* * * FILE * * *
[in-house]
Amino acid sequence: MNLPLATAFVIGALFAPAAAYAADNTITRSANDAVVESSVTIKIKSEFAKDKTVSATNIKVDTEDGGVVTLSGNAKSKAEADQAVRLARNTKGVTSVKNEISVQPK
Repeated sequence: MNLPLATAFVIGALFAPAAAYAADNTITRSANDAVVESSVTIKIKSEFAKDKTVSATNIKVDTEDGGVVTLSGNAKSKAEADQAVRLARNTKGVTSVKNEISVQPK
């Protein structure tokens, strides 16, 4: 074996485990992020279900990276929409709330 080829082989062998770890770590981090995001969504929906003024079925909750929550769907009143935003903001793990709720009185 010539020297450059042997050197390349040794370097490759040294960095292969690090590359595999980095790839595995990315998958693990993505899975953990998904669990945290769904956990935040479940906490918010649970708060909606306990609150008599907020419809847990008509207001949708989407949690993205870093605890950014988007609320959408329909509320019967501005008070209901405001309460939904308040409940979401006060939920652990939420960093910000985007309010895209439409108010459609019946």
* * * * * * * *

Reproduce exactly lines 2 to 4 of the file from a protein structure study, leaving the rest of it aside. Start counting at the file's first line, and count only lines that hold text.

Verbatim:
Amino acid sequence: MNLPLATAFVIGALFAPAAAYAADNTITRSANDAVVESSVTIKIKSEFAKDKTVSATNIKVDTEDGGVVTLSGNAKSKAEADQAVRLARNTKGVTSVKNEISVQPK
Repeated sequence: MNLPLATAFVIGALFAPAAAYAADNTITRSANDAVVESSVTIKIKSEFAKDKTVSATNIKVDTEDGGVVTLSGNAKSKAEADQAVRLARNTKGVTSVKNEISVQPK
């Protein structure tokens, strides 16, 4: 074996485990992020279900990276929409709330 080829082989062998770890770590981090995001969504929906003024079925909750929550769907009143935003903001793990709720009185 010539020297450059042997050197390349040794370097490759040294960095292969690090590359595999980095790839595995990315998958693990993505899975953990998904669990945290769904956990935040479940906490918010649970708060909606306990609150008599907020419809847990008509207001949708989407949690993205870093605890950014988007609320959408329909509320019967501005008070209901405001309460939904308040409940979401006060939920652990939420960093910000985007309010895209439409108010459609019946």